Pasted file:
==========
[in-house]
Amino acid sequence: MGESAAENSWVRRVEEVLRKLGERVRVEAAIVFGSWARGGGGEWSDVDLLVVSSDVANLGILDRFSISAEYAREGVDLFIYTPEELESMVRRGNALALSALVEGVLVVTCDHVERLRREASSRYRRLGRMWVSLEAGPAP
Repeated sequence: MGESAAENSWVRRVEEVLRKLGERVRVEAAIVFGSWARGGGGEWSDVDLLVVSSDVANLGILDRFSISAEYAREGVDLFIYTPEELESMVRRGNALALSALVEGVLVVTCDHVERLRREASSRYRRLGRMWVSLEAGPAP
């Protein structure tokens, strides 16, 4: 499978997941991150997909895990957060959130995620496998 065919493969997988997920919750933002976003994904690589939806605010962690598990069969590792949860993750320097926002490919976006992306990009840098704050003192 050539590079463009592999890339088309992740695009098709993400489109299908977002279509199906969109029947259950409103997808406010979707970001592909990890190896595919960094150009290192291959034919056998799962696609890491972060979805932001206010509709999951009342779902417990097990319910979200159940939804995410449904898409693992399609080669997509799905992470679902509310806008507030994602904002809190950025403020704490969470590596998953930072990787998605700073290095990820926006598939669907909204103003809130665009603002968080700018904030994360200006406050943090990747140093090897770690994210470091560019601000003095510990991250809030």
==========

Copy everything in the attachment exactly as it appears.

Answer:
[in-house]
Amino acid sequence: MGESAAENSWVRRVEEVLRKLGERVRVEAAIVFGSWARGGGGEWSDVDLLVVSSDVANLGILDRFSISAEYAREGVDLFIYTPEELESMVRRGNALALSALVEGVLVVTCDHVERLRREASSRYRRLGRMWVSLEAGPAP
Repeated sequence: MGESAAENSWVRRVEEVLRKLGERVRVEAAIVFGSWARGGGGEWSDVDLLVVSSDVANLGILDRFSISAEYAREGVDLFIYTPEELESMVRRGNALALSALVEGVLVVTCDHVERLRREASSRYRRLGRMWVSLEAGPAP
């Protein structure tokens, strides 16, 4: 499978997941991150997909895990957060959130995620496998 065919493969997988997920919750933002976003994904690589939806605010962690598990069969590792949860993750320097926002490919976006992306990009840098704050003192 050539590079463009592999890339088309992740695009098709993400489109299908977002279509199906969109029947259950409103997808406010979707970001592909990890190896595919960094150009290192291959034919056998799962696609890491972060979805932001206010509709999951009342779902417990097990319910979200159940939804995410449904898409693992399609080669997509799905992470679902509310806008507030994602904002809190950025403020704490969470590596998953930072990787998605700073290095990820926006598939669907909204103003809130665009603002968080700018904030994360200006406050943090990747140093090897770690994210470091560019601000003095510990991250809030």